One of the most thrilling movie experiences one can have is walking into a film you know next to nothing about, and being completely transported away to a wholly unexpected destination.
"District 9" is a South African film about an incursion of aliens coming to live on Earth, and being rounded up into a ghetto that gives the movie its name. That's pretty much all I knew about it beforehand.
It sounded like a knockoff of "Alien Nation," a 1988 James Caan flick with a similar theme. "District 9" starts out on an off-kilter, almost humorous note, but keeps layering in surprises and deeper subtexts.
The film unfolds in a documentary style. Our first encounter is with a buffoonish character named Wikus Van De Merwe, who sits in an office and talks in a bouncy sing-song pattern. It turns out he's a bureaucrat with MNU Alien Affairs, the public/private association tasked with overseeing nearly 2 million aliens housed in a shantytown outside Johannesburg.
Through archival footage we learn that the aliens' ship appeared one day over the city, sitting motionless and uncommunicative. Humans eventually cut into the craft and found a horde of starving aliens. Bug-like and chitinous, the aliens -- dubbed "prawns" in the same derogatory way people use terms like "gooks" -- did not seem to have much knowledge of the technology they carried with them.
It was theorized that these creatures were the worker drones of an insect-like alien race, and they certainly didn't seem very smart. They mostly scavenged bits of junk, and seemed to have a particular jones for cat food. So they were hoarded together and put into District 9 more than 20 years ago.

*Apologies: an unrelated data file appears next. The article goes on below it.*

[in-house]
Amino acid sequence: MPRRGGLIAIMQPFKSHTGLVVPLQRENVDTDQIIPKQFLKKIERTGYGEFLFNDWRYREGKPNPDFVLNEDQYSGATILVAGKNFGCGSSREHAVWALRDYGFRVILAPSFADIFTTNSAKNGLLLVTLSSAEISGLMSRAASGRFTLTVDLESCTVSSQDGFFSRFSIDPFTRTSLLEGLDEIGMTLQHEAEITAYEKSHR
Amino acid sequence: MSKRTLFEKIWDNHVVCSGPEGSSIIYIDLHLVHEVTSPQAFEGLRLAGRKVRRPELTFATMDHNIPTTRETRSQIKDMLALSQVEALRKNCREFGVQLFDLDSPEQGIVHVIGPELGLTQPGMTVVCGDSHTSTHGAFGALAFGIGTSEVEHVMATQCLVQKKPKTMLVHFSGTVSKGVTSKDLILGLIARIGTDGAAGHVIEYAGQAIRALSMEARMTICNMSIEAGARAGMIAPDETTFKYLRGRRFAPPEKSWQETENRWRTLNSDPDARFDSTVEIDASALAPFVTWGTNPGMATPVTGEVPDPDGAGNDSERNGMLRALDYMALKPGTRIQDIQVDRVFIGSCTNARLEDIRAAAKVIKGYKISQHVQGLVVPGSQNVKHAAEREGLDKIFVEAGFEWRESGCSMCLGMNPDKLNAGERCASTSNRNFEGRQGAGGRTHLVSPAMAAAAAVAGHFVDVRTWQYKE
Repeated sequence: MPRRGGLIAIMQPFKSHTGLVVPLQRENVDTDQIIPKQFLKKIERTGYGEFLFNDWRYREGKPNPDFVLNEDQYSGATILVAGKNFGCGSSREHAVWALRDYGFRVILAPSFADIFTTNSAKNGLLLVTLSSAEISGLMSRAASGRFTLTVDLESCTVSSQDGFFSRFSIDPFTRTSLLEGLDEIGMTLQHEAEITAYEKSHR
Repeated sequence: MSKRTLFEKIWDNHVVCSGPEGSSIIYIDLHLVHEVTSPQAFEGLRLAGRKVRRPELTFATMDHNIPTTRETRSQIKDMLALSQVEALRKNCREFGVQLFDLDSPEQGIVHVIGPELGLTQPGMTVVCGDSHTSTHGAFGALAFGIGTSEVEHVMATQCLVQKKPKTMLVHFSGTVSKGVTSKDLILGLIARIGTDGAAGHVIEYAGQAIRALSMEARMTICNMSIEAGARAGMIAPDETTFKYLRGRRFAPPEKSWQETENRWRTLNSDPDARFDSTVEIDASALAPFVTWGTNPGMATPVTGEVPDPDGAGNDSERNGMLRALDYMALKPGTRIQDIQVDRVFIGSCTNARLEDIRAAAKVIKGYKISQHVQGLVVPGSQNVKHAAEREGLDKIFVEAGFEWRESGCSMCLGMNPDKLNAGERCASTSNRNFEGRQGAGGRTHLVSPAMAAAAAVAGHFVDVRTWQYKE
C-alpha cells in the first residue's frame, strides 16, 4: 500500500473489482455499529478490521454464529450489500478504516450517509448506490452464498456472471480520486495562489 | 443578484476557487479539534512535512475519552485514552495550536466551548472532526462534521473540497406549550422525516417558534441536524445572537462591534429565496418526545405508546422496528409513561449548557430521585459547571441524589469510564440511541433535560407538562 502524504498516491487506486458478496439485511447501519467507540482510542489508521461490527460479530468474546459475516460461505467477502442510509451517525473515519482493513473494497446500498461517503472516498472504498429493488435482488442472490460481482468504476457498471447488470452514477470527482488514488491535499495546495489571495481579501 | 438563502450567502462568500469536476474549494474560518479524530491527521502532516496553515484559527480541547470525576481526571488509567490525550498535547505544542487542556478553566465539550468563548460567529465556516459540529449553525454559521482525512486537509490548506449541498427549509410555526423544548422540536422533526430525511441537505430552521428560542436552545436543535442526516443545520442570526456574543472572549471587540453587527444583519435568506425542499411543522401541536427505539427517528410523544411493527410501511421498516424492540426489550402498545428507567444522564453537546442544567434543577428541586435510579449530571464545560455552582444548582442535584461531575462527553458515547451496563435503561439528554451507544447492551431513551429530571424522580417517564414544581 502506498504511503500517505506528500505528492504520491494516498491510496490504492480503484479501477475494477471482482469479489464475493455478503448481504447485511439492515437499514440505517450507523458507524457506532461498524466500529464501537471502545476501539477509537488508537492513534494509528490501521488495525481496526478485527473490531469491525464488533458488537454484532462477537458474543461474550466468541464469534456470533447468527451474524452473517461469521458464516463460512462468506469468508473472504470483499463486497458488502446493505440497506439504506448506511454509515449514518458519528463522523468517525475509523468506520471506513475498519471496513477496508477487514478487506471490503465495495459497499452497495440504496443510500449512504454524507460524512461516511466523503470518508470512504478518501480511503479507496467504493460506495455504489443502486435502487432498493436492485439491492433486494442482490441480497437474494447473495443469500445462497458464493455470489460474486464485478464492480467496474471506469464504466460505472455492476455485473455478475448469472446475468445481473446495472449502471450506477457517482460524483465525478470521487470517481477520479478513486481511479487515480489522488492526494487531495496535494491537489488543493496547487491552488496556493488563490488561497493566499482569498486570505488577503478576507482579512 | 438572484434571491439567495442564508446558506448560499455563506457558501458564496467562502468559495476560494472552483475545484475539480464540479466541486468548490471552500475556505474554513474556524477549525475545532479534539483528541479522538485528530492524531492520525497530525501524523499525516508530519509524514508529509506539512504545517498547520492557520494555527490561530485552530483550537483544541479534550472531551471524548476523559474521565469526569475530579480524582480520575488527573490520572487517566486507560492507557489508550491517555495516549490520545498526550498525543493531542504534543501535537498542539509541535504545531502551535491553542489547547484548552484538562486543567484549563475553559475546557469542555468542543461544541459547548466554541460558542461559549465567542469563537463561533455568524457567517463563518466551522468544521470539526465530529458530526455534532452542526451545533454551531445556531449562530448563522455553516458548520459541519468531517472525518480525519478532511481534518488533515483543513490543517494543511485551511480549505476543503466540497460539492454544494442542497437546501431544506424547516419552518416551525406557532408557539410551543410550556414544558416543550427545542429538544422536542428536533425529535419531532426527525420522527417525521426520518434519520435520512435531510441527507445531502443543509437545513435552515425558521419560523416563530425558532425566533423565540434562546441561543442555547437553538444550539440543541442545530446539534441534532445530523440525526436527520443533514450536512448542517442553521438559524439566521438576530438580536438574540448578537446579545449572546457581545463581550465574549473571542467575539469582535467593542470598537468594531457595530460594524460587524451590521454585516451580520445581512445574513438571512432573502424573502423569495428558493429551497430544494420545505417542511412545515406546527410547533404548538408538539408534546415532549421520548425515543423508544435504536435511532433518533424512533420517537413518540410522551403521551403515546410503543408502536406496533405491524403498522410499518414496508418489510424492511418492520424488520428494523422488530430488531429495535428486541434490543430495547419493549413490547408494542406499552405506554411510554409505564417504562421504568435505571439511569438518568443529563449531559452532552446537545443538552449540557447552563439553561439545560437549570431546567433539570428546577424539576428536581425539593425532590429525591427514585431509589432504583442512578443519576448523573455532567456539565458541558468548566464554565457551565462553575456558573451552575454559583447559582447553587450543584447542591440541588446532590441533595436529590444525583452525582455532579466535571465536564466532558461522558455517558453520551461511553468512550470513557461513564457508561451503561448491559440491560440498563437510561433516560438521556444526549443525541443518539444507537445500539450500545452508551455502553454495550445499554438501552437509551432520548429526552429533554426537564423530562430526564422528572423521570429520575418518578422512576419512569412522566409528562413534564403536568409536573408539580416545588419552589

Now the human locals want the aliens moved to a concentration camp out in the countryside, and Wikus has been put in charge of the eviction and relocation. He was chosen solely because he is the son-in-low of the MNU chief, and because he's too out of his depth to oppose the heavy-handed tactics employed by the company's mercenaries. (The head merc is played by David James, who manages to be scary even when he's not doing anything.)
I don't want to say anything more about the plot, other than the relocation mission goes horribly awry, and Wikus finds himself forced to share the aliens' perspective.
Wikus is played by Sharlto Copley, who I was astonished to find is a first-time actor. Copley transforms his character over the course of the film from an inept corporate flunky into a sympathetic figure that the audience roots for. What a debut.
The aliens themselves are entirely computer-generated. Even their voices are not done by actors, but employ a series of clicks and scritches.
Director Neill Blomkamp, who co-write the script with Terri Tatchell, initially keeps his camera far away from the aliens, allowing them to be seen as scary and (literally) inhuman. As the story progresses, he moves in closer and closer on their faces, and picks out one in particular, who uses the human-given name Christopher Johnson. Christopher has a young son and seems craftier than his fellows; the walls of his shack are lined with bits of computers that he's evidently not using just for decoration.
"District 9" was based on a 6-minute short film by Blomkamp, which was discovered by Peter Jackson of "Lord of the Rings" fame, who then scraped together $30 million to make a feature version. I'd say Blomkamp hit the lottery, except it's audiences who are the real winners.